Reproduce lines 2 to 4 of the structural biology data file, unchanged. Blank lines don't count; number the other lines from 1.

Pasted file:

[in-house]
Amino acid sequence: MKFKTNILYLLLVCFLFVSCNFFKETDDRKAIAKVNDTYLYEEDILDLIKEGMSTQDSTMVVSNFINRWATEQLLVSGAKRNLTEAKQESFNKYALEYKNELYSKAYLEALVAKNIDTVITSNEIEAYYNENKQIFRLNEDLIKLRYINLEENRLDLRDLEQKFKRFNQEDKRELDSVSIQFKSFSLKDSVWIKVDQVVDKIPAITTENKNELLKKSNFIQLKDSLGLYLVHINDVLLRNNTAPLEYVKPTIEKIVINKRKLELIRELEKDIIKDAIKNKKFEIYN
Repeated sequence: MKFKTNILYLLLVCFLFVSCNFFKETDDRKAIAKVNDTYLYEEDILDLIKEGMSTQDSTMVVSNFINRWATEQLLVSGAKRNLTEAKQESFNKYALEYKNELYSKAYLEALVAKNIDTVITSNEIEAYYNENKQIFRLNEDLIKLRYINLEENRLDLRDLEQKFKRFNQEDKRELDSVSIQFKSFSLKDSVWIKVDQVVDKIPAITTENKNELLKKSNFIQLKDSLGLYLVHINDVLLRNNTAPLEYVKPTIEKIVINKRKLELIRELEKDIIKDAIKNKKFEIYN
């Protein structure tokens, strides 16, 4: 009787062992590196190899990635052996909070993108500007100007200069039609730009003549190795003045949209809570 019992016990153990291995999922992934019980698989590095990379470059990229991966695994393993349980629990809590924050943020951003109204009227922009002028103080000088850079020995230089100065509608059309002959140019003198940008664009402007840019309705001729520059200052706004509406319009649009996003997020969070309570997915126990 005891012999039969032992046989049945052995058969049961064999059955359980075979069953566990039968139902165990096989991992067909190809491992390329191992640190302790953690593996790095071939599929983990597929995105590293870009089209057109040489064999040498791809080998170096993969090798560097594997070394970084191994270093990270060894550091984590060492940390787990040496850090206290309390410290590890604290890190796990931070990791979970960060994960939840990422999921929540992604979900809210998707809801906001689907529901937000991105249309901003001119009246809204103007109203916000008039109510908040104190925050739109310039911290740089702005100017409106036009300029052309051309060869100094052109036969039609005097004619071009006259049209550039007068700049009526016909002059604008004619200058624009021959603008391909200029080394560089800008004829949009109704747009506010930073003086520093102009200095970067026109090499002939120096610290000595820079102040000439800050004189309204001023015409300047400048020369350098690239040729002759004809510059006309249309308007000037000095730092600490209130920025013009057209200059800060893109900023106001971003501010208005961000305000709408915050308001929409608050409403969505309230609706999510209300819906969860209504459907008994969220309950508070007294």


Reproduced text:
Amino acid sequence: MKFKTNILYLLLVCFLFVSCNFFKETDDRKAIAKVNDTYLYEEDILDLIKEGMSTQDSTMVVSNFINRWATEQLLVSGAKRNLTEAKQESFNKYALEYKNELYSKAYLEALVAKNIDTVITSNEIEAYYNENKQIFRLNEDLIKLRYINLEENRLDLRDLEQKFKRFNQEDKRELDSVSIQFKSFSLKDSVWIKVDQVVDKIPAITTENKNELLKKSNFIQLKDSLGLYLVHINDVLLRNNTAPLEYVKPTIEKIVINKRKLELIRELEKDIIKDAIKNKKFEIYN
Repeated sequence: MKFKTNILYLLLVCFLFVSCNFFKETDDRKAIAKVNDTYLYEEDILDLIKEGMSTQDSTMVVSNFINRWATEQLLVSGAKRNLTEAKQESFNKYALEYKNELYSKAYLEALVAKNIDTVITSNEIEAYYNENKQIFRLNEDLIKLRYINLEENRLDLRDLEQKFKRFNQEDKRELDSVSIQFKSFSLKDSVWIKVDQVVDKIPAITTENKNELLKKSNFIQLKDSLGLYLVHINDVLLRNNTAPLEYVKPTIEKIVINKRKLELIRELEKDIIKDAIKNKKFEIYN
């Protein structure tokens, strides 16, 4: 009787062992590196190899990635052996909070993108500007100007200069039609730009003549190795003045949209809570 019992016990153990291995999922992934019980698989590095990379470059990229991966695994393993349980629990809590924050943020951003109204009227922009002028103080000088850079020995230089100065509608059309002959140019003198940008664009402007840019309705001729520059200052706004509406319009649009996003997020969070309570997915126990 005891012999039969032992046989049945052995058969049961064999059955359980075979069953566990039968139902165990096989991992067909190809491992390329191992640190302790953690593996790095071939599929983990597929995105590293870009089209057109040489064999040498791809080998170096993969090798560097594997070394970084191994270093990270060894550091984590060492940390787990040496850090206290309390410290590890604290890190796990931070990791979970960060994960939840990422999921929540992604979900809210998707809801906001689907529901937000991105249309901003001119009246809204103007109203916000008039109510908040104190925050739109310039911290740089702005100017409106036009300029052309051309060869100094052109036969039609005097004619071009006259049209550039007068700049009526016909002059604008004619200058624009021959603008391909200029080394560089800008004829949009109704747009506010930073003086520093102009200095970067026109090499002939120096610290000595820079102040000439800050004189309204001023015409300047400048020369350098690239040729002759004809510059006309249309308007000037000095730092600490209130920025013009057209200059800060893109900023106001971003501010208005961000305000709408915050308001929409608050409403969505309230609706999510209300819906969860209504459907008994969220309950508070007294």